Phuket’s recovery has been amazing; not only because of all the volunteers that are coming to help, but also because of the large amount of donations. We brought up the idea of receiving donations from the club in Florida, and the members of District 3330 heartily agreed by setting up an account that you guys can deposit money into (will give account information soon). They also thought it would be better to invest the money in a long-term project like providing shelters for orphaned children... but they’re still not exactly sure yet.
I would just like to thank you guys for all your concern and prayers, because they have definitely helped. Although we didn’t celebrate New Year’s, I really appreciated being able to hear from all the exchange students back in Jacksonville. It REALLY made my day!
That’s all for now – Jacob
January 25 Journal
I have finally returned from another long quest to help with the tsunami relief effort in Khao Luk. After leaving Phuket with my friend’s family, we ended up at a Nature Resort that lied a few hundred meters from the destruction of 12/26’s path. What made this resort unique was not only the fact that it was still standing, but also the fact that the manager had contributed his entire resort as a site for volunteer relief efforts. We spent a few days on the computer, updating our website and translating autopsy reports on Microsoft Excel. Some reports were vague, and some were very disturbing; I found that my most productive method was to work fast enough so that I could avoid thinking about what I was actually describing. True, I could no longer smell the bodies from the temple, but the stench of death seemed to find its way into our computers that day.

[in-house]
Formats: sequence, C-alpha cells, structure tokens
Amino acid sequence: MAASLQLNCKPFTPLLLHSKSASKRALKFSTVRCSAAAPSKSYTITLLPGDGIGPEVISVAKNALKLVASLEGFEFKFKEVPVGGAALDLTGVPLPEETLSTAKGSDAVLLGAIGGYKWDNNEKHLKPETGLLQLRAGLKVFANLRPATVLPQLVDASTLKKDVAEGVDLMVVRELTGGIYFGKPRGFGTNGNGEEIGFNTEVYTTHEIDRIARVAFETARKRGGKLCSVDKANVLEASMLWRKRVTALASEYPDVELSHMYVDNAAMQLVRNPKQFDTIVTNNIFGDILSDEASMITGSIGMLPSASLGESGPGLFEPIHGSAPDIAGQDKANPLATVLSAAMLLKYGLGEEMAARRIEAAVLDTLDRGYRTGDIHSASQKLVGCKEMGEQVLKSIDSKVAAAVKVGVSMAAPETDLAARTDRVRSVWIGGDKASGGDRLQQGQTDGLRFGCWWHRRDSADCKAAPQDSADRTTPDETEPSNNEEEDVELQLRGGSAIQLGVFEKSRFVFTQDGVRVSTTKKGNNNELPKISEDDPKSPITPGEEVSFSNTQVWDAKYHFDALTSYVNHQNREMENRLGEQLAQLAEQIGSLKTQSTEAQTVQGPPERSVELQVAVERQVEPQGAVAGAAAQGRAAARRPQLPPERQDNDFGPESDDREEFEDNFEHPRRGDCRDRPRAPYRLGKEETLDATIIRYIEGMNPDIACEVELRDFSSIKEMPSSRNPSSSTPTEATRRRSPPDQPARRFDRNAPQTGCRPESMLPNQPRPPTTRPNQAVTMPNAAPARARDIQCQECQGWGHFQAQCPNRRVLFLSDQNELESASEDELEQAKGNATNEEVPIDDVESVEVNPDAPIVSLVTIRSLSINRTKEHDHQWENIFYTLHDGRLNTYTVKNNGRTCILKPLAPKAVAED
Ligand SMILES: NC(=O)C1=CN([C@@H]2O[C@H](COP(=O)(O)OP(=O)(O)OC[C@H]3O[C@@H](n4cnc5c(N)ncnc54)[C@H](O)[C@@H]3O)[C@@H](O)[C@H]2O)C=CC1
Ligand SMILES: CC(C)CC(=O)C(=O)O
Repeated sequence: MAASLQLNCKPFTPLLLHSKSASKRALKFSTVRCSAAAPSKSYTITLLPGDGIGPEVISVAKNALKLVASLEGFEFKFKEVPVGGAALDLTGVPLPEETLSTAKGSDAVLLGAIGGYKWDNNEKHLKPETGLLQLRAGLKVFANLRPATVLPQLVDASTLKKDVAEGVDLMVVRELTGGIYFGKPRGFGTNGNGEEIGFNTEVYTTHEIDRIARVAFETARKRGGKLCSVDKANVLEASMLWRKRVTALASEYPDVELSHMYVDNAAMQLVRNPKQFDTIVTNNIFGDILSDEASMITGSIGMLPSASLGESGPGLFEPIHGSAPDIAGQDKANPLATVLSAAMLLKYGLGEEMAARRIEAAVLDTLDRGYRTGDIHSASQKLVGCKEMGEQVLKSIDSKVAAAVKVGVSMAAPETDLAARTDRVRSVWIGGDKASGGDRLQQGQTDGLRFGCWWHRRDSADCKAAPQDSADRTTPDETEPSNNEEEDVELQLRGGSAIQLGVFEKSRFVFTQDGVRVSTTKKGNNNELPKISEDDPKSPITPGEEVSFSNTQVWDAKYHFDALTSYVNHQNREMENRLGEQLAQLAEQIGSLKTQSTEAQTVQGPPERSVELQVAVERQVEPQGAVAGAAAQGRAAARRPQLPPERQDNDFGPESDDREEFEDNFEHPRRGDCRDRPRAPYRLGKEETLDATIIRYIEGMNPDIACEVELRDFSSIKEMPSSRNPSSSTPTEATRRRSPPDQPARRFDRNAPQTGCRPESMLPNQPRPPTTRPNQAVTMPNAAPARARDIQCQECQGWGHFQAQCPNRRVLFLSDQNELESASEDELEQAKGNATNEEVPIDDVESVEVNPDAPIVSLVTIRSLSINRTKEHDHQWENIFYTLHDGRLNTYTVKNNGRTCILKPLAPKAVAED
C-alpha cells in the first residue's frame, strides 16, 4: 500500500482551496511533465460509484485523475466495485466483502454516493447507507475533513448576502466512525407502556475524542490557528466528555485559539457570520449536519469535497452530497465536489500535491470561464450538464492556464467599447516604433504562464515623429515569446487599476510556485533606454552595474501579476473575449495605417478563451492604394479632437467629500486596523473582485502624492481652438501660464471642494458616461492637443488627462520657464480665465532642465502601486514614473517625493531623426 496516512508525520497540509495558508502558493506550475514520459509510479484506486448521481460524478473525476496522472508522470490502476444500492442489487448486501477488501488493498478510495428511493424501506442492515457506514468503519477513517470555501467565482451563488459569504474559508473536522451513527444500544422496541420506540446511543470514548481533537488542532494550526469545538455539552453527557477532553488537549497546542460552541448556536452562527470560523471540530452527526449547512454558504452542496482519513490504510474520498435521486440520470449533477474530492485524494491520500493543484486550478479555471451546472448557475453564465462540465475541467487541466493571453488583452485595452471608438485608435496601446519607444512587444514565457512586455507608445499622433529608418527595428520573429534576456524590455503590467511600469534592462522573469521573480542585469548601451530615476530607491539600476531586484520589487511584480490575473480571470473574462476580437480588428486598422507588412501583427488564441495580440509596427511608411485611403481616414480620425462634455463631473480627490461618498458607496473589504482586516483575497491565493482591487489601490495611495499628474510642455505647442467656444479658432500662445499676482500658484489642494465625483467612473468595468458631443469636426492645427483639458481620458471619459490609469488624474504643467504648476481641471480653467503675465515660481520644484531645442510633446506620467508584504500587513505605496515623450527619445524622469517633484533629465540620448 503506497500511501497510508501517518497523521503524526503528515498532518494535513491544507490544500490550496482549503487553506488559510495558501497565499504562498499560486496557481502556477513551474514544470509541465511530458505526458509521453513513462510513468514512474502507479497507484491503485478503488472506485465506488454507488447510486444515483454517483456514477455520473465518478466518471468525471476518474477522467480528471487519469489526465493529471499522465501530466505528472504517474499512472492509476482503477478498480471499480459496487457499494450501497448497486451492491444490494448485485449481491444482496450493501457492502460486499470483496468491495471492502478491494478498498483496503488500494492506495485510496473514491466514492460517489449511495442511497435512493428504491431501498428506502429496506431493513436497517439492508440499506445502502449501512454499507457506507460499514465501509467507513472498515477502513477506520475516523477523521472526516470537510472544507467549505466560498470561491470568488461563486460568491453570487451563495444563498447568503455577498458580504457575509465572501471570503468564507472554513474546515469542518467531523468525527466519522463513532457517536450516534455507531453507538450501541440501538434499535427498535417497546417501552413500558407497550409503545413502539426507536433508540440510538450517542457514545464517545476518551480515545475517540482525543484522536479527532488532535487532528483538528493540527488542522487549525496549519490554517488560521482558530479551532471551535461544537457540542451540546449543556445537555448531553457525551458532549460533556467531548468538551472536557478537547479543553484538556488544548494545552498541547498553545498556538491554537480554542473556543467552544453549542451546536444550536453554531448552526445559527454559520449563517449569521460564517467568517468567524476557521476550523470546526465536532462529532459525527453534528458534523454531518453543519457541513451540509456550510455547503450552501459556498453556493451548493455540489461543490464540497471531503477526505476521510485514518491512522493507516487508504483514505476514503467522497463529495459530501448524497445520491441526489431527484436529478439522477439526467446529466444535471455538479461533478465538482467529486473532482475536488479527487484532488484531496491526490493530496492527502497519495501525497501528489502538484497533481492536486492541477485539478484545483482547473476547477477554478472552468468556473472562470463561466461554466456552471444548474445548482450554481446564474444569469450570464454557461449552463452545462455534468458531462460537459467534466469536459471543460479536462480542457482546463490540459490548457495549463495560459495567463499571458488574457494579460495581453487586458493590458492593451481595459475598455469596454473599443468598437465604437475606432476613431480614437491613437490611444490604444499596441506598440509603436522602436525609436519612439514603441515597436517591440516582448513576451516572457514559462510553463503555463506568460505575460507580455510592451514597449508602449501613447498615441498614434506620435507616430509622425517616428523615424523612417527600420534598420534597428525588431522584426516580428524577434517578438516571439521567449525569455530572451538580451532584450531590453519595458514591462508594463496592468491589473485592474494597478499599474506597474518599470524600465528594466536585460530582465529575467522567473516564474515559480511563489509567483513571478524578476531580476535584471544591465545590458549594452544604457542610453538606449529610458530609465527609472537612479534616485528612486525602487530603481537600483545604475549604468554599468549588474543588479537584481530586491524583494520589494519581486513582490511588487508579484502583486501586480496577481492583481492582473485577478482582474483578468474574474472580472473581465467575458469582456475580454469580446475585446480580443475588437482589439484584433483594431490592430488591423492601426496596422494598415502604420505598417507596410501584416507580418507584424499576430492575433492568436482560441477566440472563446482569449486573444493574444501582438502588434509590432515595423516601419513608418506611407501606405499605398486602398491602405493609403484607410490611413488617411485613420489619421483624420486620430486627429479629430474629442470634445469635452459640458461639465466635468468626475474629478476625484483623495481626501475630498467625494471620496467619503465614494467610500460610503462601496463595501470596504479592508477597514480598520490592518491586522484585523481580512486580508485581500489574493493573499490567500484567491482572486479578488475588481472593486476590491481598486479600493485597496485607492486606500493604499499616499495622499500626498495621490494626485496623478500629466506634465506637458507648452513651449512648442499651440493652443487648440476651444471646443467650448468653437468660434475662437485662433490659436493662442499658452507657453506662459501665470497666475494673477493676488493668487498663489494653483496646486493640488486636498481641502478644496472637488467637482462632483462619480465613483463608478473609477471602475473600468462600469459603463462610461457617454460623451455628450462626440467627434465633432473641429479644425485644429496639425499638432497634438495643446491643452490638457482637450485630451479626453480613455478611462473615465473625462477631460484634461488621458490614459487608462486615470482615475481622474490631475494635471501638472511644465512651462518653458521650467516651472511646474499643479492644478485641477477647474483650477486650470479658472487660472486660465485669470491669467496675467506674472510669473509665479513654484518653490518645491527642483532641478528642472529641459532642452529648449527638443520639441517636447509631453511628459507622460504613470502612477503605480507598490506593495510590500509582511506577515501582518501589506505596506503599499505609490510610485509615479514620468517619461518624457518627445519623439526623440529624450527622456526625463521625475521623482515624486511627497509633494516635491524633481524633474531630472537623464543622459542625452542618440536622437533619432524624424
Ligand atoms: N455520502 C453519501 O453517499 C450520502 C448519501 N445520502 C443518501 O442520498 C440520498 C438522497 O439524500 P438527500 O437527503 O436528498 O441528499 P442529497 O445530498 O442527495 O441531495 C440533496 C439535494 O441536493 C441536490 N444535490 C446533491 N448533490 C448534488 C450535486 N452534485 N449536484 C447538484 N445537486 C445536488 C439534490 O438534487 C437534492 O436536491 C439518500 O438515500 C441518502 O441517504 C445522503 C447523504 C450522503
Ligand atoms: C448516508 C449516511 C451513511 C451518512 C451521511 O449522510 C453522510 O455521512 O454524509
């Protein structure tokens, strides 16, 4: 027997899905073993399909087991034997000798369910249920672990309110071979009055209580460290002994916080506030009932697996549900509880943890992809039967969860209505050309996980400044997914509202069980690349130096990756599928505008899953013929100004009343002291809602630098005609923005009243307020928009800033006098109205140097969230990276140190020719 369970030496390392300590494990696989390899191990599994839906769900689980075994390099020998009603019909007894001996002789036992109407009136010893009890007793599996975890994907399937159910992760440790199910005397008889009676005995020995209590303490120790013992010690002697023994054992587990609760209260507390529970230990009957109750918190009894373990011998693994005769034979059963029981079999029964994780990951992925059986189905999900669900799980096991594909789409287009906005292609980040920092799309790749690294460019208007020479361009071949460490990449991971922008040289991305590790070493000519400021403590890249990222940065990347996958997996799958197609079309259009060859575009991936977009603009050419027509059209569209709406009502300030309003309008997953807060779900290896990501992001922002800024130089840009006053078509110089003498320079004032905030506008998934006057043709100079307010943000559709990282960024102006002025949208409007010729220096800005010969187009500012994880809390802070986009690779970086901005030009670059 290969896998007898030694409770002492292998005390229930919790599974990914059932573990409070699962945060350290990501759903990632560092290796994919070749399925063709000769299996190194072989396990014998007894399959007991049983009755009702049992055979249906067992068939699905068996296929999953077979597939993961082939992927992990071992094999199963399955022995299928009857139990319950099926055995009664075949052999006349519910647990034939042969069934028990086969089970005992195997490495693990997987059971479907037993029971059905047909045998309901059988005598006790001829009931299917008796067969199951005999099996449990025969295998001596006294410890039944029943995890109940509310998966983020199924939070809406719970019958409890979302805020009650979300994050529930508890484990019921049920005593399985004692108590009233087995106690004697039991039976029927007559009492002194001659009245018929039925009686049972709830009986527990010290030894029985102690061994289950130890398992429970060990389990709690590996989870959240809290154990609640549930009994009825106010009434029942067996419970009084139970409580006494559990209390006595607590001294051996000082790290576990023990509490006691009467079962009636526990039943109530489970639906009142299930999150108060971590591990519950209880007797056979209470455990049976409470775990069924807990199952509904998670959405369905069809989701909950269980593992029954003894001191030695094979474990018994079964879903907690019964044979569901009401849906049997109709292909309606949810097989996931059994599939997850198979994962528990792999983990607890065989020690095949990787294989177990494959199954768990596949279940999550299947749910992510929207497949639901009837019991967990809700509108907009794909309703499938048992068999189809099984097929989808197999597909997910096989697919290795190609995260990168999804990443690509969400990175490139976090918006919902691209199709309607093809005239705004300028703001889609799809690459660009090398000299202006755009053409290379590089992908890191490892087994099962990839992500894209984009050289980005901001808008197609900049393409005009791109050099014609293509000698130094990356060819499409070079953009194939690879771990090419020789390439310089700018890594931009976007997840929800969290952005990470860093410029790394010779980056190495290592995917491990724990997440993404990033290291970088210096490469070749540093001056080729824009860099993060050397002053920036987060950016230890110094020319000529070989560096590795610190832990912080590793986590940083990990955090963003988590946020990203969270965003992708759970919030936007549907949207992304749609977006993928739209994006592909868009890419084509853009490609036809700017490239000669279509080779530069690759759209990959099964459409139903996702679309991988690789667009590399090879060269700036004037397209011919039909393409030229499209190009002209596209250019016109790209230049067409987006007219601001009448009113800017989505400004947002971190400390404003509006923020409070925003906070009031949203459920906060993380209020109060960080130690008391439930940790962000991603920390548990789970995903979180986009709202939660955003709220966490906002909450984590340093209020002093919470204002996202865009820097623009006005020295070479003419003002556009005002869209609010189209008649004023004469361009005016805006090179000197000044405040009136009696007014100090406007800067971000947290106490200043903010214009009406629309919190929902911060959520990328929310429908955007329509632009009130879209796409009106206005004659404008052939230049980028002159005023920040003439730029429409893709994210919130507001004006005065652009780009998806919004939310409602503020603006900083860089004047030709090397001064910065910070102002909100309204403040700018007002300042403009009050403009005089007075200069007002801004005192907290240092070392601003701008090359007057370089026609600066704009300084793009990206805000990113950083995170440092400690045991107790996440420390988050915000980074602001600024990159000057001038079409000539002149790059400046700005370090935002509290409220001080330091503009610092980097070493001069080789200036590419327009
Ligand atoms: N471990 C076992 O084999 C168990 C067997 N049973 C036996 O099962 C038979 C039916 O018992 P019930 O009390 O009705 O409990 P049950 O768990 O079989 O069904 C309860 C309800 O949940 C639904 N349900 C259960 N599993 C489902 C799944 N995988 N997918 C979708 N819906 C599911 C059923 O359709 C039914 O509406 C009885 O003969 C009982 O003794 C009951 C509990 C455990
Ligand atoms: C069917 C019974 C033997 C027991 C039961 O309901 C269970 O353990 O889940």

Other than translating the reports, I was also given the job of painting the resort to make a “presentable” relief center. Day by day, our building began to look like an official center for support. We had computers lined at desks, lodging, organized meetings, a website, and donated meals. One of our meetings even settled on creating a museum to commemorate those who died on the day after Christmas of 2004.
There have been many extraordinary stories of survivals and rescues, but I’d have to say that the most amazing is seeing what everyone here has come together to do. These stories start to become reality as foreigners fly themselves from other sides of the world just to lend a hand, and as survivors risk death once again just to collect the bodies of injured victims. My story isn’t so extraordinary: I was just fortunate enough to be in a certain place at a certain time, and I have tried my best not take it for granted. It also goes without saying that I would have never been here in the first place if it weren’t for Rotary’s decision to send me into a culture and life that I once knew nothing about. Going into such an unknown has made me grow in ways that I wouldn’t have even dreamed of 5-6 months ago.
As for events at home, life in Phuket is finally starting to become “normal” once again. Our basketball team is doing pretty good, and we even have a big tournament coming up this week. Lately I also seem to be getting excited whenever the teacher gives us homework, which isn’t too “normal” if you ask me… but I’m sure that will fade once I get more activities in my schedule.
I hope everyone is well, and be sure to tell me how crazy things are in Jacksonville during the Superbowl next month! Pii nii gaw koh hai tuuk khon mii kwaam suk mahk na krup.